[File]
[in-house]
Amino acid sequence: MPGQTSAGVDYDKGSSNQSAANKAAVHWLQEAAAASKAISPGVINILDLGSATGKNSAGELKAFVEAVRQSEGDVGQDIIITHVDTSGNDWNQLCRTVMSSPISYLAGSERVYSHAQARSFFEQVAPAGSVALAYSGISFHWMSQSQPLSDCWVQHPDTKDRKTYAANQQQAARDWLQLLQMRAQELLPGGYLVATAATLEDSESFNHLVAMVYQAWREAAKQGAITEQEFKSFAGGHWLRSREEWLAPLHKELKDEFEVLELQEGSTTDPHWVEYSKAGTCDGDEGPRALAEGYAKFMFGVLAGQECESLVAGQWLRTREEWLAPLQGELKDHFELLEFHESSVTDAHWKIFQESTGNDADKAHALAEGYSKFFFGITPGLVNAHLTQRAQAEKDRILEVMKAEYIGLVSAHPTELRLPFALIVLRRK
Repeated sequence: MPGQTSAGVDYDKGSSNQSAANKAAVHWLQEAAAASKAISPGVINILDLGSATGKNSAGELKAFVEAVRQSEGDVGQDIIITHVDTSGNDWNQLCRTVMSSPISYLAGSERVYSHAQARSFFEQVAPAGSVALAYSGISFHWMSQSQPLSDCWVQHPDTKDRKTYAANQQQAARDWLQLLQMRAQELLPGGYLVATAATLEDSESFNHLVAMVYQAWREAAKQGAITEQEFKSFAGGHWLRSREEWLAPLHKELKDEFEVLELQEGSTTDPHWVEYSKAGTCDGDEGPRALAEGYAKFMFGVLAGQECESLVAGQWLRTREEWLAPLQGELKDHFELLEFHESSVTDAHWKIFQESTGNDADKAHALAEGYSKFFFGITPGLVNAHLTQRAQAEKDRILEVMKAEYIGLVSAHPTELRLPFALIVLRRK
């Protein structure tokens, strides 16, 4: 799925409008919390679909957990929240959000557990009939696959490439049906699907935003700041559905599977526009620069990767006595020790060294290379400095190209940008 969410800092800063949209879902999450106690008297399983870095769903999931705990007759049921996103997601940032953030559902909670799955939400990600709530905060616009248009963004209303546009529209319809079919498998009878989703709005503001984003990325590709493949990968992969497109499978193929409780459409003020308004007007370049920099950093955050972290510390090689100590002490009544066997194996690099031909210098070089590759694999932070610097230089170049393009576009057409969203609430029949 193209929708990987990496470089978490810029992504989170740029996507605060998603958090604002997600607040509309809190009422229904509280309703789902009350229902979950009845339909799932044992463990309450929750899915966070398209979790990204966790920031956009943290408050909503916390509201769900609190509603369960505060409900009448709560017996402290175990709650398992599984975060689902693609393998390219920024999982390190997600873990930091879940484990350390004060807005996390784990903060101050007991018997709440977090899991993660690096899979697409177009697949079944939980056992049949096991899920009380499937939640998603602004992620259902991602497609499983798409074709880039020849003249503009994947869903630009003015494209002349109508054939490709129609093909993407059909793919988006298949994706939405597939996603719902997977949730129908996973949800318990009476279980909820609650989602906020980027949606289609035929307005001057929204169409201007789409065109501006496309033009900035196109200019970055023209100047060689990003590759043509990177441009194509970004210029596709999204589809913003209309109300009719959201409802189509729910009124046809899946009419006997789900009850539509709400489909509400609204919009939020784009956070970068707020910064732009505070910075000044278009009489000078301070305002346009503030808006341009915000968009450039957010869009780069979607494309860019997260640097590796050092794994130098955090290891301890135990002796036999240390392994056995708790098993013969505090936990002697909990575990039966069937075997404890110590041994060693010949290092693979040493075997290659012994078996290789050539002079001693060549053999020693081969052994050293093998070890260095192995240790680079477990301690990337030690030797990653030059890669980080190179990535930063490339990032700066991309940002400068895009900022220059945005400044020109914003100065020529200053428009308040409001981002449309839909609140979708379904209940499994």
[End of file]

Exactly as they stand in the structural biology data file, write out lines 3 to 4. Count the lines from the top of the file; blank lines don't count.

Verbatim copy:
Repeated sequence: MPGQTSAGVDYDKGSSNQSAANKAAVHWLQEAAAASKAISPGVINILDLGSATGKNSAGELKAFVEAVRQSEGDVGQDIIITHVDTSGNDWNQLCRTVMSSPISYLAGSERVYSHAQARSFFEQVAPAGSVALAYSGISFHWMSQSQPLSDCWVQHPDTKDRKTYAANQQQAARDWLQLLQMRAQELLPGGYLVATAATLEDSESFNHLVAMVYQAWREAAKQGAITEQEFKSFAGGHWLRSREEWLAPLHKELKDEFEVLELQEGSTTDPHWVEYSKAGTCDGDEGPRALAEGYAKFMFGVLAGQECESLVAGQWLRTREEWLAPLQGELKDHFELLEFHESSVTDAHWKIFQESTGNDADKAHALAEGYSKFFFGITPGLVNAHLTQRAQAEKDRILEVMKAEYIGLVSAHPTELRLPFALIVLRRK
């Protein structure tokens, strides 16, 4: 799925409008919390679909957990929240959000557990009939696959490439049906699907935003700041559905599977526009620069990767006595020790060294290379400095190209940008 969410800092800063949209879902999450106690008297399983870095769903999931705990007759049921996103997601940032953030559902909670799955939400990600709530905060616009248009963004209303546009529209319809079919498998009878989703709005503001984003990325590709493949990968992969497109499978193929409780459409003020308004007007370049920099950093955050972290510390090689100590002490009544066997194996690099031909210098070089590759694999932070610097230089170049393009576009057409969203609430029949 193209929708990987990496470089978490810029992504989170740029996507605060998603958090604002997600607040509309809190009422229904509280309703789902009350229902979950009845339909799932044992463990309450929750899915966070398209979790990204966790920031956009943290408050909503916390509201769900609190509603369960505060409900009448709560017996402290175990709650398992599984975060689902693609393998390219920024999982390190997600873990930091879940484990350390004060807005996390784990903060101050007991018997709440977090899991993660690096899979697409177009697949079944939980056992049949096991899920009380499937939640998603602004992620259902991602497609499983798409074709880039020849003249503009994947869903630009003015494209002349109508054939490709129609093909993407059909793919988006298949994706939405597939996603719902997977949730129908996973949800318990009476279980909820609650989602906020980027949606289609035929307005001057929204169409201007789409065109501006496309033009900035196109200019970055023209100047060689990003590759043509990177441009194509970004210029596709999204589809913003209309109300009719959201409802189509729910009124046809899946009419006997789900009850539509709400489909509400609204919009939020784009956070970068707020910064732009505070910075000044278009009489000078301070305002346009503030808006341009915000968009450039957010869009780069979607494309860019997260640097590796050092794994130098955090290891301890135990002796036999240390392994056995708790098993013969505090936990002697909990575990039966069937075997404890110590041994060693010949290092693979040493075997290659012994078996290789050539002079001693060549053999020693081969052994050293093998070890260095192995240790680079477990301690990337030690030797990653030059890669980080190179990535930063490339990032700066991309940002400068895009900022220059945005400044020109914003100065020529200053428009308040409001981002449309839909609140979708379904209940499994």